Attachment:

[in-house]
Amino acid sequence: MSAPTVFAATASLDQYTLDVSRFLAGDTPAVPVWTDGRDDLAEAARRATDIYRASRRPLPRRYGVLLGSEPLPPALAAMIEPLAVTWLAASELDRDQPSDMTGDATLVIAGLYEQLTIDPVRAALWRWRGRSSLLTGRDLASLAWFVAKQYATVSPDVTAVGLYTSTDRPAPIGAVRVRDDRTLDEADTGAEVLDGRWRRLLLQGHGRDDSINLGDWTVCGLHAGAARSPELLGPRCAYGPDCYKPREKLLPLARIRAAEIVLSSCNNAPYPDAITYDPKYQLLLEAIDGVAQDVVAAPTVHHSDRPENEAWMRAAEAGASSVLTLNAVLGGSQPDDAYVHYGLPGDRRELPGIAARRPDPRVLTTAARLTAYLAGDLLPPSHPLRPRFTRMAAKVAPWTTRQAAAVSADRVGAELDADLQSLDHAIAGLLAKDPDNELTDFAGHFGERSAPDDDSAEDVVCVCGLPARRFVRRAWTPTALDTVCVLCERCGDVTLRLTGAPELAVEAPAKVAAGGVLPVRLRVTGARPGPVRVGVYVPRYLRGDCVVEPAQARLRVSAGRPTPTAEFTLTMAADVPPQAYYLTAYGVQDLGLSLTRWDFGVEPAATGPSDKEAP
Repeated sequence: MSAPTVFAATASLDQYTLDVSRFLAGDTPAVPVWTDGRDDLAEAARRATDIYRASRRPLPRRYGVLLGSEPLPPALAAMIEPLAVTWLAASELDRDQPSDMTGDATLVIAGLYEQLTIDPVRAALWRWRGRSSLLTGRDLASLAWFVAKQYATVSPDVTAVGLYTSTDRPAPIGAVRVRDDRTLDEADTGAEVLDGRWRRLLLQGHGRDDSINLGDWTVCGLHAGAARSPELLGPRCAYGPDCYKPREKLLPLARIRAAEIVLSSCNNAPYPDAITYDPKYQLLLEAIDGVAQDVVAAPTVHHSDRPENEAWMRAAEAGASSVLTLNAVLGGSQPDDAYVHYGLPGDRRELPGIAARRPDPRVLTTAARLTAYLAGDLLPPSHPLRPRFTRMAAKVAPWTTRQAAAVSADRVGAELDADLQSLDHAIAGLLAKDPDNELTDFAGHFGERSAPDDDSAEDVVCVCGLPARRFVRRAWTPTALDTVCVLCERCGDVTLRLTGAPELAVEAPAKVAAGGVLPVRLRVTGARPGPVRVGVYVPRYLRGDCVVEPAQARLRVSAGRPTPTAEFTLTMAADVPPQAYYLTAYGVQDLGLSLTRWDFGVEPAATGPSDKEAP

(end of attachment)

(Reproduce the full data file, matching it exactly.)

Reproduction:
[in-house]
Amino acid sequence: MSAPTVFAATASLDQYTLDVSRFLAGDTPAVPVWTDGRDDLAEAARRATDIYRASRRPLPRRYGVLLGSEPLPPALAAMIEPLAVTWLAASELDRDQPSDMTGDATLVIAGLYEQLTIDPVRAALWRWRGRSSLLTGRDLASLAWFVAKQYATVSPDVTAVGLYTSTDRPAPIGAVRVRDDRTLDEADTGAEVLDGRWRRLLLQGHGRDDSINLGDWTVCGLHAGAARSPELLGPRCAYGPDCYKPREKLLPLARIRAAEIVLSSCNNAPYPDAITYDPKYQLLLEAIDGVAQDVVAAPTVHHSDRPENEAWMRAAEAGASSVLTLNAVLGGSQPDDAYVHYGLPGDRRELPGIAARRPDPRVLTTAARLTAYLAGDLLPPSHPLRPRFTRMAAKVAPWTTRQAAAVSADRVGAELDADLQSLDHAIAGLLAKDPDNELTDFAGHFGERSAPDDDSAEDVVCVCGLPARRFVRRAWTPTALDTVCVLCERCGDVTLRLTGAPELAVEAPAKVAAGGVLPVRLRVTGARPGPVRVGVYVPRYLRGDCVVEPAQARLRVSAGRPTPTAEFTLTMAADVPPQAYYLTAYGVQDLGLSLTRWDFGVEPAATGPSDKEAP
Repeated sequence: MSAPTVFAATASLDQYTLDVSRFLAGDTPAVPVWTDGRDDLAEAARRATDIYRASRRPLPRRYGVLLGSEPLPPALAAMIEPLAVTWLAASELDRDQPSDMTGDATLVIAGLYEQLTIDPVRAALWRWRGRSSLLTGRDLASLAWFVAKQYATVSPDVTAVGLYTSTDRPAPIGAVRVRDDRTLDEADTGAEVLDGRWRRLLLQGHGRDDSINLGDWTVCGLHAGAARSPELLGPRCAYGPDCYKPREKLLPLARIRAAEIVLSSCNNAPYPDAITYDPKYQLLLEAIDGVAQDVVAAPTVHHSDRPENEAWMRAAEAGASSVLTLNAVLGGSQPDDAYVHYGLPGDRRELPGIAARRPDPRVLTTAARLTAYLAGDLLPPSHPLRPRFTRMAAKVAPWTTRQAAAVSADRVGAELDADLQSLDHAIAGLLAKDPDNELTDFAGHFGERSAPDDDSAEDVVCVCGLPARRFVRRAWTPTALDTVCVLCERCGDVTLRLTGAPELAVEAPAKVAAGGVLPVRLRVTGARPGPVRVGVYVPRYLRGDCVVEPAQARLRVSAGRPTPTAEFTLTMAADVPPQAYYLTAYGVQDLGLSLTRWDFGVEPAATGPSDKEAP